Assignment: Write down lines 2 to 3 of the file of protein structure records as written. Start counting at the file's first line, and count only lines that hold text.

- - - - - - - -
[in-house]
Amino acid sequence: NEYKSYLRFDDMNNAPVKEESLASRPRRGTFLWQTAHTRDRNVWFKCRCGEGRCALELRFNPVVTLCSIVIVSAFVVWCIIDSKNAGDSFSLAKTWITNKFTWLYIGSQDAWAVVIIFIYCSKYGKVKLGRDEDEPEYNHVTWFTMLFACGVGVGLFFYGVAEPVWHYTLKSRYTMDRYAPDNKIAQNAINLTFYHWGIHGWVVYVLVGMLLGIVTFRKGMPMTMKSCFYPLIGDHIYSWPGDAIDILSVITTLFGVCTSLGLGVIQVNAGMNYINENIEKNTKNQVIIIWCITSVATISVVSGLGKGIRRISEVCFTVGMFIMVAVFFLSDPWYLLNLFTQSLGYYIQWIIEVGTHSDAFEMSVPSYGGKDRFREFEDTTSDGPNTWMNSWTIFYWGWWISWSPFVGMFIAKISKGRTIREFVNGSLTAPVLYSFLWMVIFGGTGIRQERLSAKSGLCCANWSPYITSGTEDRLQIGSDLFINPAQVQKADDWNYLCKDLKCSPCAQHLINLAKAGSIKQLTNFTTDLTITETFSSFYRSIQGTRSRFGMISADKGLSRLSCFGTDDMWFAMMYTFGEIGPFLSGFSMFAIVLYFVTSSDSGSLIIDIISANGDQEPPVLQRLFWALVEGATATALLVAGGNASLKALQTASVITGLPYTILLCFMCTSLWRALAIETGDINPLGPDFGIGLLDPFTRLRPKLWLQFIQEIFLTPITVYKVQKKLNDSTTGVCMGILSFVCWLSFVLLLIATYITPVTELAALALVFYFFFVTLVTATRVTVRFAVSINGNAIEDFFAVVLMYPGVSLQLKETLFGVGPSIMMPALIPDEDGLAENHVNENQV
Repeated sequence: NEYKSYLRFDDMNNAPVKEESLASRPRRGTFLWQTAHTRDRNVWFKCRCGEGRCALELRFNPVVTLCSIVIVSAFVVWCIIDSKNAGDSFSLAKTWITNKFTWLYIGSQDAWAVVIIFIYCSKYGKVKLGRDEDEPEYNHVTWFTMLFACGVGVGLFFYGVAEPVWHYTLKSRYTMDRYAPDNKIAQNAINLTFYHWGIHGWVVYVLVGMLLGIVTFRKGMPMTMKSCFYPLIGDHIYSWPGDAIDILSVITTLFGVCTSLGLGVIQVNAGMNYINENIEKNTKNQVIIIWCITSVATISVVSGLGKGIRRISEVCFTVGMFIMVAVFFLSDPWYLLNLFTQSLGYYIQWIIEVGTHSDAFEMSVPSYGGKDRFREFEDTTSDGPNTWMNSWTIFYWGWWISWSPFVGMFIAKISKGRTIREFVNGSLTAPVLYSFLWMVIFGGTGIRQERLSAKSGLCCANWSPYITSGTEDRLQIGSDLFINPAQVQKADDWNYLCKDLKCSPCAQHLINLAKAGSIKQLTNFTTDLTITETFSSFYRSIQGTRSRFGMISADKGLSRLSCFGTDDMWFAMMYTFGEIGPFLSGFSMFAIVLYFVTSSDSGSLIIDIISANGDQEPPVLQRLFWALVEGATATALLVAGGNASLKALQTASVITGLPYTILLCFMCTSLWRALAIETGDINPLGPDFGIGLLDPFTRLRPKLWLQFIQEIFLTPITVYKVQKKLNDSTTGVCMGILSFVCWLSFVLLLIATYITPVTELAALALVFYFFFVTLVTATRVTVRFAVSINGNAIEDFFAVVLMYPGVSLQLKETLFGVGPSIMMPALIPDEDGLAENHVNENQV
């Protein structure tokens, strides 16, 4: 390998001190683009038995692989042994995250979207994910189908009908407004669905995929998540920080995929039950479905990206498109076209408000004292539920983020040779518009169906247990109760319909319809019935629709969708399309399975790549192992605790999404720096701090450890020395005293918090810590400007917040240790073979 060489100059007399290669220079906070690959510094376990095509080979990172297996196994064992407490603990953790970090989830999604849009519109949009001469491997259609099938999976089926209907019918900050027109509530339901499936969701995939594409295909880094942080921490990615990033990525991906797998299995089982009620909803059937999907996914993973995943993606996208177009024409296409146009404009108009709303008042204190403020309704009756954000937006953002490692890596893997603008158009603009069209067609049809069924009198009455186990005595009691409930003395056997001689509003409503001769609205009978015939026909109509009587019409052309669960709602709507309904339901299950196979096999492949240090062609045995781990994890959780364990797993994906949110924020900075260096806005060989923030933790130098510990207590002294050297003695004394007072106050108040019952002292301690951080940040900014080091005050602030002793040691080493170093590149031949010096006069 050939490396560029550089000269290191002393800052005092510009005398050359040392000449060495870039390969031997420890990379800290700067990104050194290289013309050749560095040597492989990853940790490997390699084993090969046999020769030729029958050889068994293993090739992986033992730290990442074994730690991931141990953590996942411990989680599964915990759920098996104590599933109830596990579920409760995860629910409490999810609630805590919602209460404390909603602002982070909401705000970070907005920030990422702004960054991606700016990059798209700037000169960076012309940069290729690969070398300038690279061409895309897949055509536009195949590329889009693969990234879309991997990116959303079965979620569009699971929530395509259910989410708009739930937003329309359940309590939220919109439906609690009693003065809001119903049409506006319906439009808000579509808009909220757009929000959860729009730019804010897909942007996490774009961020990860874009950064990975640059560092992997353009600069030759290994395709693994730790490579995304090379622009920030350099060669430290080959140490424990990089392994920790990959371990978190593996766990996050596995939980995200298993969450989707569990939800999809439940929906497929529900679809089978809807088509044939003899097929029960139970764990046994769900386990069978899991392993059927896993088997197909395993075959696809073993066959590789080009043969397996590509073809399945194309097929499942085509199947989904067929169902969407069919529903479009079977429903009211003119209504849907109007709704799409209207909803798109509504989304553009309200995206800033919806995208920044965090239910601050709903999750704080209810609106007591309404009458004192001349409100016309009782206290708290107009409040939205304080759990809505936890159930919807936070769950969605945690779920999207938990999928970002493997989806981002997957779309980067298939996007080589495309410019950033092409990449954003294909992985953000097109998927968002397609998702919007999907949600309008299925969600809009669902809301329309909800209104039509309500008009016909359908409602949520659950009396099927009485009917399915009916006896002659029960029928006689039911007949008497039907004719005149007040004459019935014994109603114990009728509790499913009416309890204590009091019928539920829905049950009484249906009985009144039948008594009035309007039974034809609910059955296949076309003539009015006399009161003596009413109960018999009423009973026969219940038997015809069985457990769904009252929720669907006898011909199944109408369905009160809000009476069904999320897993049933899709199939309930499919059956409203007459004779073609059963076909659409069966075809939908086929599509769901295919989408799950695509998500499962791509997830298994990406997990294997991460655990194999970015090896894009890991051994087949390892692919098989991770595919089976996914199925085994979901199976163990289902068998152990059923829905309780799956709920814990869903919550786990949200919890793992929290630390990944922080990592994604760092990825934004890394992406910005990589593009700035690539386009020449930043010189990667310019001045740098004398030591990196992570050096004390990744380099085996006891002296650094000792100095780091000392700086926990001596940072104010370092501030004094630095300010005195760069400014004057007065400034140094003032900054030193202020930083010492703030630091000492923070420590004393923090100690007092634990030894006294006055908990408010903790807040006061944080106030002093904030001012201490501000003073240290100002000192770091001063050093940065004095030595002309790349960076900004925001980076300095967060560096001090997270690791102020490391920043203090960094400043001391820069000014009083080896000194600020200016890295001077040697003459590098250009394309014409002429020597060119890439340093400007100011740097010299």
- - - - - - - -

Amino acid sequence: NEYKSYLRFDDMNNAPVKEESLASRPRRGTFLWQTAHTRDRNVWFKCRCGEGRCALELRFNPVVTLCSIVIVSAFVVWCIIDSKNAGDSFSLAKTWITNKFTWLYIGSQDAWAVVIIFIYCSKYGKVKLGRDEDEPEYNHVTWFTMLFACGVGVGLFFYGVAEPVWHYTLKSRYTMDRYAPDNKIAQNAINLTFYHWGIHGWVVYVLVGMLLGIVTFRKGMPMTMKSCFYPLIGDHIYSWPGDAIDILSVITTLFGVCTSLGLGVIQVNAGMNYINENIEKNTKNQVIIIWCITSVATISVVSGLGKGIRRISEVCFTVGMFIMVAVFFLSDPWYLLNLFTQSLGYYIQWIIEVGTHSDAFEMSVPSYGGKDRFREFEDTTSDGPNTWMNSWTIFYWGWWISWSPFVGMFIAKISKGRTIREFVNGSLTAPVLYSFLWMVIFGGTGIRQERLSAKSGLCCANWSPYITSGTEDRLQIGSDLFINPAQVQKADDWNYLCKDLKCSPCAQHLINLAKAGSIKQLTNFTTDLTITETFSSFYRSIQGTRSRFGMISADKGLSRLSCFGTDDMWFAMMYTFGEIGPFLSGFSMFAIVLYFVTSSDSGSLIIDIISANGDQEPPVLQRLFWALVEGATATALLVAGGNASLKALQTASVITGLPYTILLCFMCTSLWRALAIETGDINPLGPDFGIGLLDPFTRLRPKLWLQFIQEIFLTPITVYKVQKKLNDSTTGVCMGILSFVCWLSFVLLLIATYITPVTELAALALVFYFFFVTLVTATRVTVRFAVSINGNAIEDFFAVVLMYPGVSLQLKETLFGVGPSIMMPALIPDEDGLAENHVNENQV
Repeated sequence: NEYKSYLRFDDMNNAPVKEESLASRPRRGTFLWQTAHTRDRNVWFKCRCGEGRCALELRFNPVVTLCSIVIVSAFVVWCIIDSKNAGDSFSLAKTWITNKFTWLYIGSQDAWAVVIIFIYCSKYGKVKLGRDEDEPEYNHVTWFTMLFACGVGVGLFFYGVAEPVWHYTLKSRYTMDRYAPDNKIAQNAINLTFYHWGIHGWVVYVLVGMLLGIVTFRKGMPMTMKSCFYPLIGDHIYSWPGDAIDILSVITTLFGVCTSLGLGVIQVNAGMNYINENIEKNTKNQVIIIWCITSVATISVVSGLGKGIRRISEVCFTVGMFIMVAVFFLSDPWYLLNLFTQSLGYYIQWIIEVGTHSDAFEMSVPSYGGKDRFREFEDTTSDGPNTWMNSWTIFYWGWWISWSPFVGMFIAKISKGRTIREFVNGSLTAPVLYSFLWMVIFGGTGIRQERLSAKSGLCCANWSPYITSGTEDRLQIGSDLFINPAQVQKADDWNYLCKDLKCSPCAQHLINLAKAGSIKQLTNFTTDLTITETFSSFYRSIQGTRSRFGMISADKGLSRLSCFGTDDMWFAMMYTFGEIGPFLSGFSMFAIVLYFVTSSDSGSLIIDIISANGDQEPPVLQRLFWALVEGATATALLVAGGNASLKALQTASVITGLPYTILLCFMCTSLWRALAIETGDINPLGPDFGIGLLDPFTRLRPKLWLQFIQEIFLTPITVYKVQKKLNDSTTGVCMGILSFVCWLSFVLLLIATYITPVTELAALALVFYFFFVTLVTATRVTVRFAVSINGNAIEDFFAVVLMYPGVSLQLKETLFGVGPSIMMPALIPDEDGLAENHVNENQV